On a dusty road outside Jerusalem, two friends were walking together, discussing events  that had occurred recently. As they walked, they were joined by a seeming stranger who would turn out to be someone they knew quite well. They were about to have a startling encounter with God.

Thus begins Joseph Loconte’s The Searchers, an examination of faith in the midst of a world of doubts. Loconte frames Man’s search for answers with the story of two disciples who meet the risen Jesus on the road from Jerusalem to Emmaus, described in Luke 2:13-35. The story is used as a narrative resting point for an examination of the quest for truth, yet Loconte — a history professor at King’s College in New York City — hardly confines himself to solely the Biblical record as he plumbs the depths and meaning of the tale. Ranging widely through not only history but also literature, philosophy, politics, and film, The Searchers examines the reasons to believe.

Drawing its title from John Wayne’s 1956 film “The Searchers,” the tale of a Civil War veteran who spends years searching for his kidnapped niece, Loconte’s book pushes the reader to ask difficult questions about what our reactions should be when “a great crisis sweeps into our lives, when our dreams turn to powder.” He notes that there is something within humans, an impulse to connect with God — the same impulse that turns the frightened, disillusioned Cleopas and his unknown friend on their walk to Emmaus into bold, unfearing messengers who proclaim the risen Christ.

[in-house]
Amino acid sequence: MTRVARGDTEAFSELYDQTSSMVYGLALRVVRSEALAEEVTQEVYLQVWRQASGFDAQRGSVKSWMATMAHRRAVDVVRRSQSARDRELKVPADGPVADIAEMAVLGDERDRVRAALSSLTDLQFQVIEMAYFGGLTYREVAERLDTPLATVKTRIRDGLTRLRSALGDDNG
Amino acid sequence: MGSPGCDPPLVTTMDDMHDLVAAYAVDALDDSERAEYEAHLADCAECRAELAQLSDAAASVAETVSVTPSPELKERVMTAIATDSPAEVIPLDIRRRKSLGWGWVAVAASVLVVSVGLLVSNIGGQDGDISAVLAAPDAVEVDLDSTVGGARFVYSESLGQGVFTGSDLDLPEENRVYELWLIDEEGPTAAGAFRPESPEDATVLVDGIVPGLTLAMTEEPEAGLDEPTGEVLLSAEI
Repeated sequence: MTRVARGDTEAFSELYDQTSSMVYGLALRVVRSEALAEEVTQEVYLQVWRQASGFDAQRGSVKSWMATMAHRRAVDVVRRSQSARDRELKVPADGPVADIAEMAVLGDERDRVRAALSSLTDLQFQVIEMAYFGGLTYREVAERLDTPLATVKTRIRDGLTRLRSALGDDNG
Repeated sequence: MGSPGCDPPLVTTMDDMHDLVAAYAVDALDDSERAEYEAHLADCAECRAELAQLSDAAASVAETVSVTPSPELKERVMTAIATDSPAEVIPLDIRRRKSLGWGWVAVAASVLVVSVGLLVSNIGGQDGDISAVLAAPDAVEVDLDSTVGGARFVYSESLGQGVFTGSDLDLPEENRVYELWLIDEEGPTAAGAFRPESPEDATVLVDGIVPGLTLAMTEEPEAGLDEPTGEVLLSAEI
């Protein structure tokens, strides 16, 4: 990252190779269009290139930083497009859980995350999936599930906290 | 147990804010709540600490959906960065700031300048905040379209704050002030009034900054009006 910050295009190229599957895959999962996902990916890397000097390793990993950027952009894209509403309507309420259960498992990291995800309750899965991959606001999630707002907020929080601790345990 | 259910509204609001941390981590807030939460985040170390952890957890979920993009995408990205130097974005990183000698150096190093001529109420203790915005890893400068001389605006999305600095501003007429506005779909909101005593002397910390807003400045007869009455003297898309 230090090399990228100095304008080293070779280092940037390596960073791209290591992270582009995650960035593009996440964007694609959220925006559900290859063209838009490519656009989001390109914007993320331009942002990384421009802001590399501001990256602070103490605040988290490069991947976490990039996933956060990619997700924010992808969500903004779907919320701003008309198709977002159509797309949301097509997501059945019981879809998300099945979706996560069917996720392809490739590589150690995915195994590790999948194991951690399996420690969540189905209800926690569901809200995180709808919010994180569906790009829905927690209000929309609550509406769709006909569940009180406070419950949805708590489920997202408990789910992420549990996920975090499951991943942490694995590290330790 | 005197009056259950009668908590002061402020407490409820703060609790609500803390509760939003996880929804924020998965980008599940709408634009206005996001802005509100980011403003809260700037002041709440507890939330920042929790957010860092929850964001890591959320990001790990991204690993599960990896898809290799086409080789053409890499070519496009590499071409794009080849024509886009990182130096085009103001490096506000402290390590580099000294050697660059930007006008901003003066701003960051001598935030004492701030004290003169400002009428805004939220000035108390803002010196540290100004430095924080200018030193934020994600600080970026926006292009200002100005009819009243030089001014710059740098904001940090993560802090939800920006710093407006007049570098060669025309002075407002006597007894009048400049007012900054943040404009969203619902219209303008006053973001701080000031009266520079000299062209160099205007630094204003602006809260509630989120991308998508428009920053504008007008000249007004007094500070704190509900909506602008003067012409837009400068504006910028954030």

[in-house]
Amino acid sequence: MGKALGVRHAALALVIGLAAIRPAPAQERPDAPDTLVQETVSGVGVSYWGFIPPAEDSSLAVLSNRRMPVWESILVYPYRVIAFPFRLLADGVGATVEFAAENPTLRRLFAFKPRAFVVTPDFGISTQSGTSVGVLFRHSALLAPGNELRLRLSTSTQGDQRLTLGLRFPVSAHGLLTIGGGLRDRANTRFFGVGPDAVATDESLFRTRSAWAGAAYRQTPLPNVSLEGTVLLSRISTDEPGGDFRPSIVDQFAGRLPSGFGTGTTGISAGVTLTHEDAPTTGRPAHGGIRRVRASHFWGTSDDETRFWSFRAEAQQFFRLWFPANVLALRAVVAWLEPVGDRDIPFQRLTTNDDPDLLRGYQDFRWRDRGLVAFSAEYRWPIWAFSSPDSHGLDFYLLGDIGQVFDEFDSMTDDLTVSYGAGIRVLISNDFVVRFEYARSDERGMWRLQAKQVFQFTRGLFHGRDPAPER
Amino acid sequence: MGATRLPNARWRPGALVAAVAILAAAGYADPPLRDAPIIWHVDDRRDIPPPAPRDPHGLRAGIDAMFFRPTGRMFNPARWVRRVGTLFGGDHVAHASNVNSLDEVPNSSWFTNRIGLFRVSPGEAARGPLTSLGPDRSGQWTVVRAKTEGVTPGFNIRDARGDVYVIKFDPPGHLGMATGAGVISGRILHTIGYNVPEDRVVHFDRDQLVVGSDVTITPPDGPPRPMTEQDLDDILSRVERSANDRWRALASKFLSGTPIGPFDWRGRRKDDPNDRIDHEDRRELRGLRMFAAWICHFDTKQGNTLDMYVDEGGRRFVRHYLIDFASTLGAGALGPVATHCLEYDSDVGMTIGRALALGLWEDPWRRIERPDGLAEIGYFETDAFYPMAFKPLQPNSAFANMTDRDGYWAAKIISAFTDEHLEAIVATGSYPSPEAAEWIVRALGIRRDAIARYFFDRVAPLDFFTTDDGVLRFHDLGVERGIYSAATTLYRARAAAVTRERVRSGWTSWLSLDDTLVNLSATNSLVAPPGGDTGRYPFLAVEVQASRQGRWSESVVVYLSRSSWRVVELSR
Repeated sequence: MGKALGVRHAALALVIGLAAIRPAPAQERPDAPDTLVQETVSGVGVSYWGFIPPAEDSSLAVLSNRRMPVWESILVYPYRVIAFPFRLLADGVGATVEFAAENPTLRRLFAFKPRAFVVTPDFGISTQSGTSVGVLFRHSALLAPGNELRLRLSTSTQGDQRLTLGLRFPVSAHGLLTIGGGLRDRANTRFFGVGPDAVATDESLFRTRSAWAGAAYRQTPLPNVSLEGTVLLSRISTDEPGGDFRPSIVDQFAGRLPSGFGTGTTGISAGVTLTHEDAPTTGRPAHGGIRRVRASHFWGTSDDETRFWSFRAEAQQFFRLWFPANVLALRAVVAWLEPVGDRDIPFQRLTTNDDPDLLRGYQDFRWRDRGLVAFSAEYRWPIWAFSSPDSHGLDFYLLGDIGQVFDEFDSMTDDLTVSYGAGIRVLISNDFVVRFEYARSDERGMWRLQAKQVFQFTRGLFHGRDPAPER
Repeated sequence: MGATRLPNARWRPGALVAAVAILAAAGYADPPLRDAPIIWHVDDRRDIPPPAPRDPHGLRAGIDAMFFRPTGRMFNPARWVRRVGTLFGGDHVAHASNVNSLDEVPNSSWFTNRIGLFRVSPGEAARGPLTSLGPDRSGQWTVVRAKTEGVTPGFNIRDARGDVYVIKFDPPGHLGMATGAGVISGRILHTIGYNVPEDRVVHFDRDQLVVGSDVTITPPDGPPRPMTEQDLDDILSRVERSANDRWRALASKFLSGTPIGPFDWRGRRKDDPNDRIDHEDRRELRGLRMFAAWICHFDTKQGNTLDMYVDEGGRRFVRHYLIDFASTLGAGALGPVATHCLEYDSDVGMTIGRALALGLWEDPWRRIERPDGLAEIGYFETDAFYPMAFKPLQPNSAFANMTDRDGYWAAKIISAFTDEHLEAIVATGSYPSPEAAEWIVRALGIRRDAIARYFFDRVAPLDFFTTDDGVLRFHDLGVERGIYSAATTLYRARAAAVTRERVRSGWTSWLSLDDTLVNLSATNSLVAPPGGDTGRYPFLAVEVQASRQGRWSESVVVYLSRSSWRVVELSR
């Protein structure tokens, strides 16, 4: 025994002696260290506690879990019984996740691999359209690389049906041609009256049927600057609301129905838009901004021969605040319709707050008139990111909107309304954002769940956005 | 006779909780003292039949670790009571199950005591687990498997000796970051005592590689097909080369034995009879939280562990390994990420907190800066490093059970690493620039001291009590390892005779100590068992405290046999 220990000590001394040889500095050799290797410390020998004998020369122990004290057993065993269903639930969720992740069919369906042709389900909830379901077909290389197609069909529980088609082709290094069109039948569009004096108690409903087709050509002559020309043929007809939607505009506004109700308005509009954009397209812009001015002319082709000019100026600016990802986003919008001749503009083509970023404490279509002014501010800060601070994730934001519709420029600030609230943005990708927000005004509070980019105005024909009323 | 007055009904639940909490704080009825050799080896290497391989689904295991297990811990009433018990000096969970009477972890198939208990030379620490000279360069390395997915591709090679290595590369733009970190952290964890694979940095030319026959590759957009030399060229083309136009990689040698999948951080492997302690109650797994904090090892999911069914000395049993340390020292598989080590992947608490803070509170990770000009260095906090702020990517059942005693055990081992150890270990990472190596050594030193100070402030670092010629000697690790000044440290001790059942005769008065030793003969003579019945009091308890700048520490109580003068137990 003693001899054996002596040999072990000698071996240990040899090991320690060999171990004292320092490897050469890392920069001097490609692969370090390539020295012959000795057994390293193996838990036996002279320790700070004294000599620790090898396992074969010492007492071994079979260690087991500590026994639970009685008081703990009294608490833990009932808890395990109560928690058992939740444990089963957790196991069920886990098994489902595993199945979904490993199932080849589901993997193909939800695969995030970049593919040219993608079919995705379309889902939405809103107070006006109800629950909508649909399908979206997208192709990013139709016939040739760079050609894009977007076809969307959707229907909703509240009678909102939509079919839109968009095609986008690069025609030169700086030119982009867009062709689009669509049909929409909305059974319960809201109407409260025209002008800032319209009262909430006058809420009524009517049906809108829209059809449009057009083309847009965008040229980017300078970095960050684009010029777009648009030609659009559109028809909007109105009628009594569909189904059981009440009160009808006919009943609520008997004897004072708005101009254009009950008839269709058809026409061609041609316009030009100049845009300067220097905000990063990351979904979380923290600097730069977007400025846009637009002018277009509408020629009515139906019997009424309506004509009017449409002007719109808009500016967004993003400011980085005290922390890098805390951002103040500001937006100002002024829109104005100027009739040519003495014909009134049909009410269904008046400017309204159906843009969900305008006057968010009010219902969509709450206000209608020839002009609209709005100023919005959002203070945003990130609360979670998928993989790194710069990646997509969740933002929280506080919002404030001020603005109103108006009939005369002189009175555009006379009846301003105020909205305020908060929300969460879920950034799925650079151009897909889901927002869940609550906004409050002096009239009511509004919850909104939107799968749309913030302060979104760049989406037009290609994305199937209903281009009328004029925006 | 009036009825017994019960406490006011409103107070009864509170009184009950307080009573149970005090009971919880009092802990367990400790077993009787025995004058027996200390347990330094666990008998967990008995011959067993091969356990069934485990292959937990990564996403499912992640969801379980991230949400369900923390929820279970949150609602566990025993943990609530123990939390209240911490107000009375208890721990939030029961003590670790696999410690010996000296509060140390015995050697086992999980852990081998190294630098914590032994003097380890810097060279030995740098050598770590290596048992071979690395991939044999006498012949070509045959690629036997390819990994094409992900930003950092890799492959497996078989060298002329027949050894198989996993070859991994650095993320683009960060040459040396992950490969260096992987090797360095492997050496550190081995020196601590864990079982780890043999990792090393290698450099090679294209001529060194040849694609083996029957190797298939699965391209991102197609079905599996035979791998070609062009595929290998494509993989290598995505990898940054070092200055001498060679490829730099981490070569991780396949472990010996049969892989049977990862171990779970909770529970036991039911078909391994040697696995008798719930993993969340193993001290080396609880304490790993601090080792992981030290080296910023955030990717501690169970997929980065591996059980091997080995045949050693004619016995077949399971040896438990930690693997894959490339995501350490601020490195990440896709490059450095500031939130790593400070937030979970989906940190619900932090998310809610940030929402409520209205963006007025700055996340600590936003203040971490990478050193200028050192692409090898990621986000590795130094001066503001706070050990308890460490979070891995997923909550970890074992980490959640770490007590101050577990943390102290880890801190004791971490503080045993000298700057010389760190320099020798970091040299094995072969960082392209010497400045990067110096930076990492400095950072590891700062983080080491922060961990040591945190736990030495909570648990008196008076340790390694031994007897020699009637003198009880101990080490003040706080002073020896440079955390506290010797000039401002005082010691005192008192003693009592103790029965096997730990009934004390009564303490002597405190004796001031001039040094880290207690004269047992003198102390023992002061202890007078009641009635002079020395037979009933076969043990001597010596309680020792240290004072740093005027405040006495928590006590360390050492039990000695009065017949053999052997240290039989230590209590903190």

This impulse, Loconte tells us, seems irrestible in art, literature, and film. Citing such movie classics as Babette’s Feast and great  works of literature such Cormac McCarthy’s The Road, the author unveils the parallels that connect us to the encounter on the road to Emmaus, and a God who is hidden yet desperate in His desire to reveal Himself and His Son to us. Perhaps the strongest material in the book is how Loconte grapples with the poison of religion, remarking,

By the poison of religion, I don’t mean the problem of Christians who live safe, middle-class, unremarkable lives. The real danger is the pretend factor, the haze of religiosity that tries to conceal the shallowness — and the deepening rot underneath.

The answer to this — and the target at which The Searchers points us toward — is our own authentic encounter with Jesus, causing our hearts to burn within us every bit as much as the two disciples on the road to Emmaus.

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